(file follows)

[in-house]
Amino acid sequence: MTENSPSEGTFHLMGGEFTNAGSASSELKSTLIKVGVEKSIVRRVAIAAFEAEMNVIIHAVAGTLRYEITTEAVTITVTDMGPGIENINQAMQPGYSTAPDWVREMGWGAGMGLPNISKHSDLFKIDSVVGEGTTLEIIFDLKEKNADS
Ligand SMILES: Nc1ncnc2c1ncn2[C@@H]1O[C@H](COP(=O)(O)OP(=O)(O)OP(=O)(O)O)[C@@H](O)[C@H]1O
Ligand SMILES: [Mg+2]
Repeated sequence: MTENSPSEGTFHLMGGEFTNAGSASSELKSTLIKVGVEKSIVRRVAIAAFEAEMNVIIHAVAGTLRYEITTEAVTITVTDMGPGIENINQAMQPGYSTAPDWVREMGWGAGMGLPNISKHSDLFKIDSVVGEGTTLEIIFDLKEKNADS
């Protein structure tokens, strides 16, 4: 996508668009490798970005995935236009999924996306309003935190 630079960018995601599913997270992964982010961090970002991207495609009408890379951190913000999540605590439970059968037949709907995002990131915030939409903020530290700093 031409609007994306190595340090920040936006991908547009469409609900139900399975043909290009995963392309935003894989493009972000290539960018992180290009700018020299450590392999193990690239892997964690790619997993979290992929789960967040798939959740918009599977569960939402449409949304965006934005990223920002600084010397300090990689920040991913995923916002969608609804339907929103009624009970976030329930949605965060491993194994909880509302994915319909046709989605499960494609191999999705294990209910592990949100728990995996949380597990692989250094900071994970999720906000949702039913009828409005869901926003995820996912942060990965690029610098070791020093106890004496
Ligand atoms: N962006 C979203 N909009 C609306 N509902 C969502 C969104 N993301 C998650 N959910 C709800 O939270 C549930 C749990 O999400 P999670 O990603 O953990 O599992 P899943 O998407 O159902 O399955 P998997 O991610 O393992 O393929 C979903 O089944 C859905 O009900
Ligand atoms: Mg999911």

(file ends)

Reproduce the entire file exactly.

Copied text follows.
[in-house]
Amino acid sequence: MTENSPSEGTFHLMGGEFTNAGSASSELKSTLIKVGVEKSIVRRVAIAAFEAEMNVIIHAVAGTLRYEITTEAVTITVTDMGPGIENINQAMQPGYSTAPDWVREMGWGAGMGLPNISKHSDLFKIDSVVGEGTTLEIIFDLKEKNADS
Ligand SMILES: Nc1ncnc2c1ncn2[C@@H]1O[C@H](COP(=O)(O)OP(=O)(O)OP(=O)(O)O)[C@@H](O)[C@H]1O
Ligand SMILES: [Mg+2]
Repeated sequence: MTENSPSEGTFHLMGGEFTNAGSASSELKSTLIKVGVEKSIVRRVAIAAFEAEMNVIIHAVAGTLRYEITTEAVTITVTDMGPGIENINQAMQPGYSTAPDWVREMGWGAGMGLPNISKHSDLFKIDSVVGEGTTLEIIFDLKEKNADS
């Protein structure tokens, strides 16, 4: 996508668009490798970005995935236009999924996306309003935190 630079960018995601599913997270992964982010961090970002991207495609009408890379951190913000999540605590439970059968037949709907995002990131915030939409903020530290700093 031409609007994306190595340090920040936006991908547009469409609900139900399975043909290009995963392309935003894989493009972000290539960018992180290009700018020299450590392999193990690239892997964690790619997993979290992929789960967040798939959740918009599977569960939402449409949304965006934005990223920002600084010397300090990689920040991913995923916002969608609804339907929103009624009970976030329930949605965060491993194994909880509302994915319909046709989605499960494609191999999705294990209910592990949100728990995996949380597990692989250094900071994970999720906000949702039913009828409005869901926003995820996912942060990965690029610098070791020093106890004496
Ligand atoms: N962006 C979203 N909009 C609306 N509902 C969502 C969104 N993301 C998650 N959910 C709800 O939270 C549930 C749990 O999400 P999670 O990603 O953990 O599992 P899943 O998407 O159902 O399955 P998997 O991610 O393992 O393929 C979903 O089944 C859905 O009900
Ligand atoms: Mg999911």